Python | Pandas Series.pct_change ()

NumPy | Python Methods and Functions

First, the n (n = period) values ​​are always NaN because there is no previous value to calculate the change.

Syntax: Series.pct_change(periods=1, fill_method = `pad`, limit = None)

Parameters:
periods: Defines gap between current and previous value. Default is 1
fill_method: Defines method used to handle null values ​​
limit: Number of consecutive NaN values ​​to fill before stopping.

Return type: Numeric series with percentage change

Example # 1:

In this method A series is created from a Python list using Pandas Series () . The series does not contain a null value, so pct_change () is called directly with a default value for the period parameter of 1.

# pandas module import

import pandas as pd 

 
# importing the numpy module

import numpy as np 

  
# create a list

list = [ 10 , 14 , 20 , 25 , 12.5 , 13 , 0 , 50 ]

 
# create a series

series = pd.Series ( list )

 
# calling method

result = series.pct_change ()

 
# display
result

Exit:

 0 NaN 1 0.400000 2 0.428571 3 0.250000 4 -0.5000 00 5 0.040000 6 -1.000000 7 inf dtype: float64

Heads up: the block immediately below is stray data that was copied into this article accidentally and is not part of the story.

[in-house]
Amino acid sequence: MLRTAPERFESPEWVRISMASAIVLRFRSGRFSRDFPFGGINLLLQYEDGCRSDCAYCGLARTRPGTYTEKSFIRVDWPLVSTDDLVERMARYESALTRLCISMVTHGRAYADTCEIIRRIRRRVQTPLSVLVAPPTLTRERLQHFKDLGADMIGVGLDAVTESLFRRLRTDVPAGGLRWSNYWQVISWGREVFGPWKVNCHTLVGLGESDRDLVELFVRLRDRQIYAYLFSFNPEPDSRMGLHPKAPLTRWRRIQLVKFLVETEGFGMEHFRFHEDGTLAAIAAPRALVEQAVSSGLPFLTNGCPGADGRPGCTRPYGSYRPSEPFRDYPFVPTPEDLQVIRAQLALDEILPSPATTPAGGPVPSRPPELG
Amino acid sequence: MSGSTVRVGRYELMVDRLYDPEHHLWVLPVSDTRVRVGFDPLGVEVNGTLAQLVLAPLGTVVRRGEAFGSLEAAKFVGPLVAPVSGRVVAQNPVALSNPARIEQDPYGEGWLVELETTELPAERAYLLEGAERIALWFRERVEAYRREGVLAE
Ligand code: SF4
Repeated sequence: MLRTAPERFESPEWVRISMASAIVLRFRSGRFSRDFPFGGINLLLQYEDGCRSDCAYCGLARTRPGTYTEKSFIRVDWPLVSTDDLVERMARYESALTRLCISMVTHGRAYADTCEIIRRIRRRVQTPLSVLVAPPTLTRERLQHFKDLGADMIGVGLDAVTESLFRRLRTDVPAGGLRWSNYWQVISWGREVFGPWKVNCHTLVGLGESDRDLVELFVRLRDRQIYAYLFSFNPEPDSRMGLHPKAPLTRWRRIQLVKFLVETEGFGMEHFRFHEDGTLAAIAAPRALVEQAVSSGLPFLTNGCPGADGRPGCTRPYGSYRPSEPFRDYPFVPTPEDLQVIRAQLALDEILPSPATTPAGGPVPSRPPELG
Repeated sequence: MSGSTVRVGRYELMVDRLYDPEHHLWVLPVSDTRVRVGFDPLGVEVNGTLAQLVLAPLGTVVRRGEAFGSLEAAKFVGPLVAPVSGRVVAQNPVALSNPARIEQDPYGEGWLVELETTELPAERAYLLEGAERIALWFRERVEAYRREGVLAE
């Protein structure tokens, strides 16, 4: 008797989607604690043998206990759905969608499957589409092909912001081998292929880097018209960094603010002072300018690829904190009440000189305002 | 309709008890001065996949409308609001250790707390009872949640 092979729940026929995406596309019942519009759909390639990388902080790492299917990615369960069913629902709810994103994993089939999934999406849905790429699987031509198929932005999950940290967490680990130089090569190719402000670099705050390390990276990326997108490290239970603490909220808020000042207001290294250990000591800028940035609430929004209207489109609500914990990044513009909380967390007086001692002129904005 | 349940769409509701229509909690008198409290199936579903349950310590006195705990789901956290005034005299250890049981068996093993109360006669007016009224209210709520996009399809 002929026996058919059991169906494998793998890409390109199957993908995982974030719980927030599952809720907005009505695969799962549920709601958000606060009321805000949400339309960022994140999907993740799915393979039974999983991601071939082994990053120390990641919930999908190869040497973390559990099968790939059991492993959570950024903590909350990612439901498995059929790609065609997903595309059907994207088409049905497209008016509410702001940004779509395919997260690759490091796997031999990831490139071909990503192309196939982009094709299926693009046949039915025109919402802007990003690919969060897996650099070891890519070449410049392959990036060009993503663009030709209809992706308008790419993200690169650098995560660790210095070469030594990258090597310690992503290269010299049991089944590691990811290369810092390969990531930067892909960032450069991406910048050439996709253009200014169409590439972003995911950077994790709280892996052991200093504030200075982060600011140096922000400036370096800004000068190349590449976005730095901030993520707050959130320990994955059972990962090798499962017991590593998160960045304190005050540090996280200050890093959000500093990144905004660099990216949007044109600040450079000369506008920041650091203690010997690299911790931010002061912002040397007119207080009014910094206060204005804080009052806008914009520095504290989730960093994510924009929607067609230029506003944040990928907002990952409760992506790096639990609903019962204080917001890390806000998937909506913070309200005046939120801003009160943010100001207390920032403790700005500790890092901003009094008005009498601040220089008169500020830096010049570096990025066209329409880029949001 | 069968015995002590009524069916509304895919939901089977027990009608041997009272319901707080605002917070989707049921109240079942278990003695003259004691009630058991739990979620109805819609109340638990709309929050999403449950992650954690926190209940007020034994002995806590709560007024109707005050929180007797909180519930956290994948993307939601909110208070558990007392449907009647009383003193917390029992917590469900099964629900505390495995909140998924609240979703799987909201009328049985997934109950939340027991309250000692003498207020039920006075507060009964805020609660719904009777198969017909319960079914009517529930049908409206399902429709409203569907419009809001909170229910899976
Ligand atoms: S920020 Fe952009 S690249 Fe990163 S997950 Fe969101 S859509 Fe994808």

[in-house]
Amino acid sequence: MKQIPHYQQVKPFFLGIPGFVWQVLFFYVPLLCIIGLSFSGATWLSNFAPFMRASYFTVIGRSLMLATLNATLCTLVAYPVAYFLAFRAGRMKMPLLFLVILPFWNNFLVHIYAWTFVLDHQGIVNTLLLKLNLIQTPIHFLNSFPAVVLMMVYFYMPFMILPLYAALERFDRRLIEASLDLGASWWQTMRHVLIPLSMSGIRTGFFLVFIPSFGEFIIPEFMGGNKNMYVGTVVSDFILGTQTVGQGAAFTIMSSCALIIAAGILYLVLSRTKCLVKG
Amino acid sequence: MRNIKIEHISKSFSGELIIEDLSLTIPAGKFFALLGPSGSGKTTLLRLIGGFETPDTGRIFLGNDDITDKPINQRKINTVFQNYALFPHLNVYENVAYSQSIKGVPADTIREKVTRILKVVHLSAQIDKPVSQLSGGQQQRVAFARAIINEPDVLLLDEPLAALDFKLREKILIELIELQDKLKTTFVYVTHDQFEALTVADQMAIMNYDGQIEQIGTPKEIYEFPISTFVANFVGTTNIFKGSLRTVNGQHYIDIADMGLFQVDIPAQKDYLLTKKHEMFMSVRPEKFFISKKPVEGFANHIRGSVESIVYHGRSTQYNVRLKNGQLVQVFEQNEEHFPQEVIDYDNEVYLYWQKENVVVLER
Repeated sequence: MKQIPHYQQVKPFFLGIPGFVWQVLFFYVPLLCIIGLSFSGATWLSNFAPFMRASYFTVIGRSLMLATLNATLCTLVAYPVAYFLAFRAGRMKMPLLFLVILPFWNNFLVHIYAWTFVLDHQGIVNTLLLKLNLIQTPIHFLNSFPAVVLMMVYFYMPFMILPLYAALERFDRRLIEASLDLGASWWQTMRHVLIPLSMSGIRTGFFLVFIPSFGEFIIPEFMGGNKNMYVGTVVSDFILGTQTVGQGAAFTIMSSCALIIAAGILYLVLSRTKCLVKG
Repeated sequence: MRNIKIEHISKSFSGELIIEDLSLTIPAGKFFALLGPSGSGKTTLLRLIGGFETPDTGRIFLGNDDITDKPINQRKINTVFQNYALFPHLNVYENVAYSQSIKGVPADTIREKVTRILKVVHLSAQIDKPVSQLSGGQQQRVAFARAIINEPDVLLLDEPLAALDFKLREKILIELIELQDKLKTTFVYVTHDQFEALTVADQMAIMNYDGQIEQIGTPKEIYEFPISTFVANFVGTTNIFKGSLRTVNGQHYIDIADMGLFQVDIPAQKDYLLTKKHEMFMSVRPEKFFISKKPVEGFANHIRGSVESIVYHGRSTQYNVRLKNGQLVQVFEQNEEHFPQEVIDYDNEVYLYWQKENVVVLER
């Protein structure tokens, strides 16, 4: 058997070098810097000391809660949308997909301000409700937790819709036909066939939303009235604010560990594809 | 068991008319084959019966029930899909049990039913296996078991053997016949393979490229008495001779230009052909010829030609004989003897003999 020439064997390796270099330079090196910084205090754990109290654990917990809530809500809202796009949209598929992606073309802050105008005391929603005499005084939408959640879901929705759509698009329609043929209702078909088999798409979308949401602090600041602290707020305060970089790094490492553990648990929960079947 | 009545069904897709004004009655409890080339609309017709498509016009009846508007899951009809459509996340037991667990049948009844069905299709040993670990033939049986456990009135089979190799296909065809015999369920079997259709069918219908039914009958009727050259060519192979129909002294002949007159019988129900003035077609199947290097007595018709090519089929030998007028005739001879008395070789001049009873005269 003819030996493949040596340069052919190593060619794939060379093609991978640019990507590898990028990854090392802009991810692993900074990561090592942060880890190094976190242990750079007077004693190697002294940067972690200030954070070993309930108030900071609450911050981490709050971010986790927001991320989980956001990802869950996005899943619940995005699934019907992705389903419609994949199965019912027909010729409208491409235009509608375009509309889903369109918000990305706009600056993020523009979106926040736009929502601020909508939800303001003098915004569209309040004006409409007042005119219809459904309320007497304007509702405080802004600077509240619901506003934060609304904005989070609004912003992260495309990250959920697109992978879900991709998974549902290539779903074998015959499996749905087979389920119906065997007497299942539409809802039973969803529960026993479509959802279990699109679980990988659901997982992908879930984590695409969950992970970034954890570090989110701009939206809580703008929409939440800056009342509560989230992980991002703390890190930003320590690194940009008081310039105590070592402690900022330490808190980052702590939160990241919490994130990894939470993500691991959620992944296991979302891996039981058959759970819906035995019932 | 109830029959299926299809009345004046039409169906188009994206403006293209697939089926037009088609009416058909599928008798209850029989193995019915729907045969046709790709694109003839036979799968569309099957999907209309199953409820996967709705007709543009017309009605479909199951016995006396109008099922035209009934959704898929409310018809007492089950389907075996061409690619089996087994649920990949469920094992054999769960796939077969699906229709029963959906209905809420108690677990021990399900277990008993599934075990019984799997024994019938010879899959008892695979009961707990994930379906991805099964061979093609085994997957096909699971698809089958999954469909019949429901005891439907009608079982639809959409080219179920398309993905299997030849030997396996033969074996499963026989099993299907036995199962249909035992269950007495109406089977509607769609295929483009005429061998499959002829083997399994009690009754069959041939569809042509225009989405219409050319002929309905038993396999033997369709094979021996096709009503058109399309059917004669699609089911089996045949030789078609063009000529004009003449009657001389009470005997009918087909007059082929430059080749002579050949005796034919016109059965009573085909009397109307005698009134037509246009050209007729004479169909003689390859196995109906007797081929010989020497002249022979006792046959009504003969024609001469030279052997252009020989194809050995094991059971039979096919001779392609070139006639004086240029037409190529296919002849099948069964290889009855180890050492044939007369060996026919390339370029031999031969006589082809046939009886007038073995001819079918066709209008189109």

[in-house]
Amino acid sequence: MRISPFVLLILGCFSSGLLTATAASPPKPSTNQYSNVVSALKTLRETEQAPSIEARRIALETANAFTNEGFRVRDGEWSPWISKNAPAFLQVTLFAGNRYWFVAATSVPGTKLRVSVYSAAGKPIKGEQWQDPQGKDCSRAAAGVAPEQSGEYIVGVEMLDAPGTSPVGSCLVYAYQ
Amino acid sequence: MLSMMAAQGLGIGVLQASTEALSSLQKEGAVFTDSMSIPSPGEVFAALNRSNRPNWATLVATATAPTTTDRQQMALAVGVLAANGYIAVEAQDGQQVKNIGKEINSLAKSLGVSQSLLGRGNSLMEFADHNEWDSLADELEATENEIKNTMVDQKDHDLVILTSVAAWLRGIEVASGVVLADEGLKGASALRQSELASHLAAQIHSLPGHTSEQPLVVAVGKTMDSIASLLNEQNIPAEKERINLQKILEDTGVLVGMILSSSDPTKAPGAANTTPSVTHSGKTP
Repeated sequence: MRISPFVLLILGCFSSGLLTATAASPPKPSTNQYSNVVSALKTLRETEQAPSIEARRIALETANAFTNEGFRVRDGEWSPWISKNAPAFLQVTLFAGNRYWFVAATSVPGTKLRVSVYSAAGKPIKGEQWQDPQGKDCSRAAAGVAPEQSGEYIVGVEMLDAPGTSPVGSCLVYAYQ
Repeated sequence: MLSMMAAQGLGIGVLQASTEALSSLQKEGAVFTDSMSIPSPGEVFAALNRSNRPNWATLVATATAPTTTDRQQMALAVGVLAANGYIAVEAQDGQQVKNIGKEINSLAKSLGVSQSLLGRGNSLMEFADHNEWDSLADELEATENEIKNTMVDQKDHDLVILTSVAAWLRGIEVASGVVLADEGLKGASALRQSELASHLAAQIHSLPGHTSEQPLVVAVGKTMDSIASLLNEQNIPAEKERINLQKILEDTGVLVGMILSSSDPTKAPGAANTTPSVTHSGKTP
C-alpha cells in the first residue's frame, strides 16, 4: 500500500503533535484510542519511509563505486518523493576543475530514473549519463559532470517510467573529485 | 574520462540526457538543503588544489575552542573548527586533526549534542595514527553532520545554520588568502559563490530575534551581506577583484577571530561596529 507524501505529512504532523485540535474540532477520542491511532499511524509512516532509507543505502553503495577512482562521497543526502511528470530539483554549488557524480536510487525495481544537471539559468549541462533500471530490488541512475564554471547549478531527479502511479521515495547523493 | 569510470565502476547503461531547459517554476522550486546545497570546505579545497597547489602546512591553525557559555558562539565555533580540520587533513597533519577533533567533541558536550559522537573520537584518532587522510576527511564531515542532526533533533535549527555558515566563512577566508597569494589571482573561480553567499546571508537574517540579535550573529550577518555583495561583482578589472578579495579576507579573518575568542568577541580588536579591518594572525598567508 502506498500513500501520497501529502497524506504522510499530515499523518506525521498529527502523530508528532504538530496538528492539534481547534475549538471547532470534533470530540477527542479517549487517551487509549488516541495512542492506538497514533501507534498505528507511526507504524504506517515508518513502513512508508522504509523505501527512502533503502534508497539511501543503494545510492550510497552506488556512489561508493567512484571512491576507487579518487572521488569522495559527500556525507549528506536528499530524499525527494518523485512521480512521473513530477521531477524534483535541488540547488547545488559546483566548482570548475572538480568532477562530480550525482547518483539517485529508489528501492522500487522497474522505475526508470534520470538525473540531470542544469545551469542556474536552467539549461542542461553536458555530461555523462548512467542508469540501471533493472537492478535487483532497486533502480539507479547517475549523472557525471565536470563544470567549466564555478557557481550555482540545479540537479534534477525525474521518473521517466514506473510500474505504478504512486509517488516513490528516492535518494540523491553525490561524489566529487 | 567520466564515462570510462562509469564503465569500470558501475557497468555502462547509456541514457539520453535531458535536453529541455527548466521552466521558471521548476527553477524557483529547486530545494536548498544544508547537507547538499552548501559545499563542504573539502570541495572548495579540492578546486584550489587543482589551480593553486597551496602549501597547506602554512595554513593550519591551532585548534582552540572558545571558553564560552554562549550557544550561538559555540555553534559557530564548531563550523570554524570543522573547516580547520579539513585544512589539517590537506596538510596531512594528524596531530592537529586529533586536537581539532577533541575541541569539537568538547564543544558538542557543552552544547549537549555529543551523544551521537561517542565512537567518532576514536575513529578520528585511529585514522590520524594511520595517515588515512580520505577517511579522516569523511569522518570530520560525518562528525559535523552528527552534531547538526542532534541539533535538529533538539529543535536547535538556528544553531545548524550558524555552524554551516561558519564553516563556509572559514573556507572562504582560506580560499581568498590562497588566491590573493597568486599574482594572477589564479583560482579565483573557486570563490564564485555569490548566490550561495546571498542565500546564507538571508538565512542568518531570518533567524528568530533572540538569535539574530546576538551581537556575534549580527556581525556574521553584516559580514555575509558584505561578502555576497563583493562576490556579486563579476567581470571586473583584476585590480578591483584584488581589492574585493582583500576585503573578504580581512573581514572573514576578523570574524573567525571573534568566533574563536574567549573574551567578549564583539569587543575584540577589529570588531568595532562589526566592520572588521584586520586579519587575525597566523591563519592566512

As shown in the output, the first n values ​​are always NaN. The remaining values ​​are equal to the percentage change in the old values ​​and are stored in the same position as a number of callers. 
Note. Since the second last value was 0, the percentage change is inf. Inf means infinity. 
Using the formula, pct_change = x-0/0 = Infinte

Example # 2: Handling null values ​​

In this example, some null values are also created using Numpy`s np.nan method and passed to a list. & # 39;  bfill & # 39; passed to fill_method bfill stands for Back fill and will fill zero values ​​with values ​​in their next position.

# pandas module import

import pandas as pd 

 
# numpy module import

import numpy as np 

 
# create a list

list = [ 10 , np.nan, 14 , 20 , 25 , 12.5 , 13 , 0 , 50 ]

 
# create series

series = pd.Series ( list )

 
# calling method

result = series.pct_change (fill_method = `bfill` )

  
# display
result

Exit:

0 NaN 1 0.400000 2 0.000000 3 0.428571 4 0.250000 5 -0.500000 6 0.040000 7 -1.000000 8 inf dtype: float64

As you can see from the output, the value at position 1 is 40 because the NaN has been replaced by 14. Therefore, (14-10 / 10) * 100 = 40. The next value is 0 because the percentage change in 14 and 14 is 0,





Get Solution for free from DataCamp guru